The devastation of Pompeii by the eruption of Mount Vesuvius in 79 C.E. was an object of popular fascination in the mid-eighteenth century.  At that time the volcano began a sustained period of renewed activity.  Simultaneously, archaeologists began excavations of the ancient buried city. The theme appealed greatly to Romantic painters on both sides of the Atlantic.  European by birth, James Hamilton had a taste for the philosophical concept of the Sublime and an obsession with the cyclical nature of societies and civilizations.  He applied these interests to the Roman Empire in The Last Days of Pompeii.”

From the Bronx, Rocio Garcia, La Nieve (The Snow), “The paintings of Rocio

Garcia employs a cinematographic sensibility to narratives tinged with sexuality, violence and eroticism.  After returning to Havana from her studies at the Repin Academy of Fine Arts in Saint Petersburg, Russia in the 1980s, Garcia embarked on a series of works that focuses on challenging the stereotyped options of womanhood and the female figure, as well as masculinity and homosexuality.  [more description omitted]

None of these is terrible writing (though equally none of them is great).  But all could be rewritten to be more active, more concise.  Caption writers could help someone who doesn’t know what “expressionist” means or who the post-impressionists were, who might find it easier to understand “the volcano started erupting regularly” as opposed to “sustained period of renewed activity,” or who would get “like the movies” but might have trouble saying, much less understanding, “cinematographic.”

Improving Museum-Speak

I have some concrete suggestions for how to make this better, and one thing to avoid.

The thing not to do is deploy multiple wall texts.  It’s condescending and unhelpful to have a high-falutin’ text and an “average person” text.  To say nothing of taking up too much space on the wall. Though sometimes separate kids’ captions are a good idea.  

Electronic screens would change this. I haven’t reviewed the Museum of Math yet, but their exhibits are all accompanied by onscreen descriptions, and a visitor can choose basic, intermediate, or math-genius levels of detail.  That’s impractical for many museums, but still an instructive example of a way to serve different audiences well.

Starter museums in particular should aim squarely at the average person with the text on the wall.  Make a cognoscenti version available in an app, or an audio guide, or some other, unobtrusive place.

Anyone writing museum wall texts should own a copy of Strunk & White, but also Randall Munroe’s Thing Explainer, in which he describes complex concepts using a vocabulary limited to the 1,000 most commonly used English words.  It’s a sure antidote to stilted text.  I’m not saying limit museum captions to that vocabulary; they’d sound ridiculous.  But it does concretely show that it’s possible to express complex ideas in even the simplest language.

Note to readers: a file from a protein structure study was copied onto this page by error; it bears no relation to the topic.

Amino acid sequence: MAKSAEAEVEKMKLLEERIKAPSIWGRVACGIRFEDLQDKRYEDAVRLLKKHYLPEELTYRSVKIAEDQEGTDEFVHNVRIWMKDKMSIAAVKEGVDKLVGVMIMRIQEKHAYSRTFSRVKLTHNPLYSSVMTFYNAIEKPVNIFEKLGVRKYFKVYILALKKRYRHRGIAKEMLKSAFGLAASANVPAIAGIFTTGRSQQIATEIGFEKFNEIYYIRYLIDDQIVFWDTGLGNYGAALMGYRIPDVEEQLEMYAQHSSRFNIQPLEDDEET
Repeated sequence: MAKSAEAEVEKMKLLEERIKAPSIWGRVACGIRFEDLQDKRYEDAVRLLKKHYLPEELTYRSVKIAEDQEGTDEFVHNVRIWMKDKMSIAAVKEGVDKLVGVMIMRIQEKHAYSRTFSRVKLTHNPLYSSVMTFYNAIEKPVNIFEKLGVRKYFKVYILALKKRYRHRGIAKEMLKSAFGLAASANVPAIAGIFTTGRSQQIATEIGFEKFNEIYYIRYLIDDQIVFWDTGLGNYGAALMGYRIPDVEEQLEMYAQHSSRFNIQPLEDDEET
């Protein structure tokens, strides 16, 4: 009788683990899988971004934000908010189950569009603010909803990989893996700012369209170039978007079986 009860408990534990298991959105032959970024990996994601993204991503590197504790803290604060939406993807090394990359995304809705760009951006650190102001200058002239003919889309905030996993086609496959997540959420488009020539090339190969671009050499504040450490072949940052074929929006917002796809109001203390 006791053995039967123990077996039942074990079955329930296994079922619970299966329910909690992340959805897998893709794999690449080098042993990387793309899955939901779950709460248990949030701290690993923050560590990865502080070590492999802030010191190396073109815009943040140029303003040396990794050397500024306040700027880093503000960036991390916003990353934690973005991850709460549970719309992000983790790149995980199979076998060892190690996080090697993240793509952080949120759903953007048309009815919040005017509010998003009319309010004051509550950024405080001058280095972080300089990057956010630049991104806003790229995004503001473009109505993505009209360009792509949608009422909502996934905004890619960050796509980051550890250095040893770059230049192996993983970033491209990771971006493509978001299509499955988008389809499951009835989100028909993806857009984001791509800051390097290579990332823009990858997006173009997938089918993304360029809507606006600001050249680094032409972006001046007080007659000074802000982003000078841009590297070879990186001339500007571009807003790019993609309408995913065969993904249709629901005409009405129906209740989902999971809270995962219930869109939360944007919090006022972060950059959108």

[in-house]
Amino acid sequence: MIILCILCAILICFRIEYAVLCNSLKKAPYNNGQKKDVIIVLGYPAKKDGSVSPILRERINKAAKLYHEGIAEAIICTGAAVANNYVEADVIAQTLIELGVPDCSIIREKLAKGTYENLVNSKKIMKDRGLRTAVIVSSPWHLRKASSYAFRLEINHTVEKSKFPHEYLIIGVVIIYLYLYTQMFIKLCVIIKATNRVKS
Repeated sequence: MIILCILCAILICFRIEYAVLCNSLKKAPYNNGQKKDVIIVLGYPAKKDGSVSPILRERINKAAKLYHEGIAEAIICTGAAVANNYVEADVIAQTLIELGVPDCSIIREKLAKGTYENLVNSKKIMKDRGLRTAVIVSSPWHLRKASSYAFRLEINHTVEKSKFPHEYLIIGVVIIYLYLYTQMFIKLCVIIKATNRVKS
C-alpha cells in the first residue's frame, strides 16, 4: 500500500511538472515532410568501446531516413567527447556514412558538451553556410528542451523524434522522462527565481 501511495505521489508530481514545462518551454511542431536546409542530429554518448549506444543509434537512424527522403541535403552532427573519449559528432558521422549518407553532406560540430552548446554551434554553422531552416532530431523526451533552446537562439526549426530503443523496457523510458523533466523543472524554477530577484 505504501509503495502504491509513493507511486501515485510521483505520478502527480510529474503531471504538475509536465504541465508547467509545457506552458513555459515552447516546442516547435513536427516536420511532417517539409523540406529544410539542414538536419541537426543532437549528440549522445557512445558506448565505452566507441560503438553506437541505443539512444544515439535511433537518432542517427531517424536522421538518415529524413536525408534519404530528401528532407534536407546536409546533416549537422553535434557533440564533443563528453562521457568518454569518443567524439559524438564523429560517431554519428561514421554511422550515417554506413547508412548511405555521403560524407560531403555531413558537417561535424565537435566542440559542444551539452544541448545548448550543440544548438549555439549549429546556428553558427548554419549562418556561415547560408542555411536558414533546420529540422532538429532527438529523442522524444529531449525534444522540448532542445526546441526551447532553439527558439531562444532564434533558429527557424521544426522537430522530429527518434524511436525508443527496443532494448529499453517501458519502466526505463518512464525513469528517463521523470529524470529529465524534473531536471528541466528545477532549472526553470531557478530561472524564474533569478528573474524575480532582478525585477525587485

I also think wall texts should deploy bullets and questions to succinctly make points and engage the reader.  All professional writing is going in that direction, and while some writers use those techniques badly or lazily, that doesn’t make it wrong.

Some places write captions pretty well.  Brooklyn’s Egyptian installation focuses partially around topics, both sacred and mundane.  Here’s a sample: 

The Ancient Egyptians believed that personal grooming was an essential part of good health and sexual attractiveness.  Men and women shaved their body hair and cut the hair on their heads very short or shaved it completely as a precaution against lice.  They donned voluminous wigs to signal heightened sexual interest.  Eye makeup such as kohl not only protected against sun glare–much like the lampblack used by modern football players–but also emphasized the eyes’ size, shape, and natural allure…

You get the main point right away, and you learn something about the ancient Egyptians as human beings, relatable to both running backs and drag queens.  

Although I like that phrasing even better.

All museums, even the high-end ones, would benefit from using more everyday language on their walls. As I’ve read a lot of wall text the past two months, I know I’d find it refreshing.

In addition to broader U.S. audiences, international visitors would benefit as well. I recently experienced that in reverse. I studied Japanese as an undergrad and lived there for a year.  My language skills are currently rusty to say the least.  But when I visited last fall, I discovered that I could pretty much read the kid-level museum captions. They were a great help when I visited places that didn’t feature a lot of English explanation.

Avoiding museum-speak might seem a small thing among all the other things museums are doing to attract broader audiences. But I believe it would have an outsized impact as museums preach and practice greater inclusiveness.